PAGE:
(Roughly) Daily

“Right now I’m having amnesia and déjà vu at the same time. I think I’ve forgotten this before.”*…

Woodcut illustrations from Anianus’ Compotus cum commento (ca. 1492), an adaptation of Bede’s computus system — Source.

Before humans stored memories as zeroes and ones, we turned to digital devices of another kind — preserving knowledge on the surface of fingers and palms. Kensy Cooperrider leads us through a millennium of “hand mnemonics” and the variety of techniques practiced by Buddhist monks, Latin linguists, and Renaissance musicians for remembering what might otherwise elude the mind…

In the beginning, the hand was just a hand — or so we can imagine. It was a workaday organ, albeit a versatile one: a tool for grasping, holding, throwing, and hefting. Then, at some point, after millions of years, it took on other duties. It became an instrument of mental, not just menial, labor. As a species, our systems of understanding, belief, and myth had grown more elaborate, more cognitively overwhelming. And so we started to put those systems out into the world: to tally, track, and record by carving notches into bone, tying knots in string, spreading pigment on cave walls, and aligning rocks with celestial bodies. Hands abetted these early mental labors, of course, but they would later become more than mere accessories. Beginning roughly twelve hundred years ago, we started using the hand itself as a portable repository of knowledge, a place to store whatever tended to slip our mental grasp. The topography of the palm and fingers became invisibly inscribed with information of all kinds — tenets and dates, names and sounds. The hand proved versatile in a new way, as an all-purpose memory machine.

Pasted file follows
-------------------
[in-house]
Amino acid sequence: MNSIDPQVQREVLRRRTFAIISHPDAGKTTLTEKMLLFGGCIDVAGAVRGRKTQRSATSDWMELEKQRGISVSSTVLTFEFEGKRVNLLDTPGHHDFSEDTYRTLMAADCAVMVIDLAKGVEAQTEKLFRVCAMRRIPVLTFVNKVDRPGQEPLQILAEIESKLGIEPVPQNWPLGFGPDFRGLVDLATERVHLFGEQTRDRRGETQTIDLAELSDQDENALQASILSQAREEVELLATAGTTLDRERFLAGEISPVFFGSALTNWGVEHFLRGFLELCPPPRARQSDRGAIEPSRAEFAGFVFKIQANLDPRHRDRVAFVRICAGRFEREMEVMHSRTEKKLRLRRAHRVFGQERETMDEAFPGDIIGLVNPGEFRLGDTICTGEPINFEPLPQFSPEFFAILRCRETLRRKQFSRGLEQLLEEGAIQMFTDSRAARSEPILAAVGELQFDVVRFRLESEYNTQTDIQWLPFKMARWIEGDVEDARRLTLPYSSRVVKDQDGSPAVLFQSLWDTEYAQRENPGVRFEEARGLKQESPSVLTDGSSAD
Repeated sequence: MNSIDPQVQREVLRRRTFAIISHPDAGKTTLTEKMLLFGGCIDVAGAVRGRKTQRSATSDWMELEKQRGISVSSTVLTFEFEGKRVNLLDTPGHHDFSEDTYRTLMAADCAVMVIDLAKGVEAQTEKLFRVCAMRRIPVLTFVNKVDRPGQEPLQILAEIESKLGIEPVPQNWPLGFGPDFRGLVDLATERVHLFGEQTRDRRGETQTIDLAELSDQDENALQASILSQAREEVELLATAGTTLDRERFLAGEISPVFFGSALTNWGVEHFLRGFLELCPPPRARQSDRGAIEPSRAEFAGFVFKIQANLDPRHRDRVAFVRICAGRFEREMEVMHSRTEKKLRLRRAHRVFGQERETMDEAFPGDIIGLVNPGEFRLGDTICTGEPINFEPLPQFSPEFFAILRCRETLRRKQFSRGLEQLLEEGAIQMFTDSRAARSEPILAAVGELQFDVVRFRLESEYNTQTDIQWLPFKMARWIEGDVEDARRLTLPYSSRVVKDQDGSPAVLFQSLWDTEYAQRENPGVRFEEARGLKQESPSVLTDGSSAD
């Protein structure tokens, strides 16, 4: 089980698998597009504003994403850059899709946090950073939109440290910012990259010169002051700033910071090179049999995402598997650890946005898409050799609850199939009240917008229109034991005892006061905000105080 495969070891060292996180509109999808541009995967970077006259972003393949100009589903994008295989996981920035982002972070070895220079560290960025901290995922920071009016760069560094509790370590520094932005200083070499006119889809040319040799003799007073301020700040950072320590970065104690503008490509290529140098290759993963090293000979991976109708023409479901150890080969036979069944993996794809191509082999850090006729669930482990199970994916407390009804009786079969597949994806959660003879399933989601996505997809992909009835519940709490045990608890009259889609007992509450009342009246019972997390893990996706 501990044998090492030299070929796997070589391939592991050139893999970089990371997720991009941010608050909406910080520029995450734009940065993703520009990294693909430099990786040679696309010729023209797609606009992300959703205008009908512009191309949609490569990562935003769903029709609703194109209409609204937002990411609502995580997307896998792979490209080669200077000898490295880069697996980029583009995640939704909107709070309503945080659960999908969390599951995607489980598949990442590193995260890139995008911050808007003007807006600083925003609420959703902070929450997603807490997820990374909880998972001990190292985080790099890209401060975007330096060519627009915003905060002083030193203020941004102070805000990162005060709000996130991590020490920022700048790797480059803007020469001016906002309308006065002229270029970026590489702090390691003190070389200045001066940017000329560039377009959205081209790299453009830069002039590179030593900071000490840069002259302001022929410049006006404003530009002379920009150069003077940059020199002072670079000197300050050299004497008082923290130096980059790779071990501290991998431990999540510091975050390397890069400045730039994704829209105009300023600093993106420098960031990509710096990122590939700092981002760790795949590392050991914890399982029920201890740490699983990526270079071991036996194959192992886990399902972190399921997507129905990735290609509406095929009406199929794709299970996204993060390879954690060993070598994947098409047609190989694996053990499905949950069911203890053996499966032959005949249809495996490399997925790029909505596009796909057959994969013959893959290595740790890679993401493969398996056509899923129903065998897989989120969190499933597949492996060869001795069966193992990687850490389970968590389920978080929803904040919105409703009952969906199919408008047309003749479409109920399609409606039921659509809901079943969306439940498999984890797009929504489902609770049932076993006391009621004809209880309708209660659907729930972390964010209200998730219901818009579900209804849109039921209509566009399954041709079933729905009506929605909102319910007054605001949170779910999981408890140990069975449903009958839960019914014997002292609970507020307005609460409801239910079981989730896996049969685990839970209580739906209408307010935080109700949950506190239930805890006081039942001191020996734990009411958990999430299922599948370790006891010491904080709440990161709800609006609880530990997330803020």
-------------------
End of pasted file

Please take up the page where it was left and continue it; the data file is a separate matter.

The arts of memory are well known, but the role of the hand in these arts is often overlooked. In the twentieth century, beginning with the pioneering work of Frances Yates, Western scholars started to piece together a rich tradition of mnemonic practices that originated in antiquity and later took hold in Europe. The most celebrated of these is the “memory palace” [see here]. Using this technique, skilled practitioners can memorize vast collections of facts by nesting them in familiar places (or “loci”): the chambers of a building or along a well-known route. (To make these places more memorable, a bizarre image is often added to each one, the more jarring the better.) It is an odd omission that hand mnemonics are rarely mentioned alongside memory palaces. Both techniques are powerful and broadly attested. Both are adaptable, able to accommodate whatever type of information one wants to remember. And both work by similar principles, pinning to-be-remembered items to familiar locations.

The two traditions do have important differences. Memory palaces exist solely in the imagination; hand mnemonics exist half in the mind and half in the flesh. Another difference lies in their intended use. Memory palaces are idiosyncratic in nature, tailored to the quirks of personal experience and association, and used for private purposes; they are very much the province of an individual. Hand mnemonics, by contrast, are the province of a community, a tool for collective understanding. They offer a way of fixing and transmitting a shared system of knowledge. They serve private purposes, certainly — such as contemplation, in the case of the Mogao mnemonic, or calculation, in the case of Bede’s computus. But they also have powerful social functions in teaching, ritual, and communication…

The five-fingered memory machine: “Handy Mnemonics,” from @kensycoop in @PublicDomainRev.

* Steven Wright

###

As we give it (to) the finger, we might recall an occasion for counting that required no fingers at all: on this date in 2015, a baseball game between Chicago White Sox and the Baltimore Orioles at Camden Yards set the all-time low attendance mark for Major League Baseball. Zero (0) fans were in attendance, because the stadium was closed to the public due to the 2015 Baltimore protests (over the death of Freddie Gray while in police custody).

source

%d bloggers like this: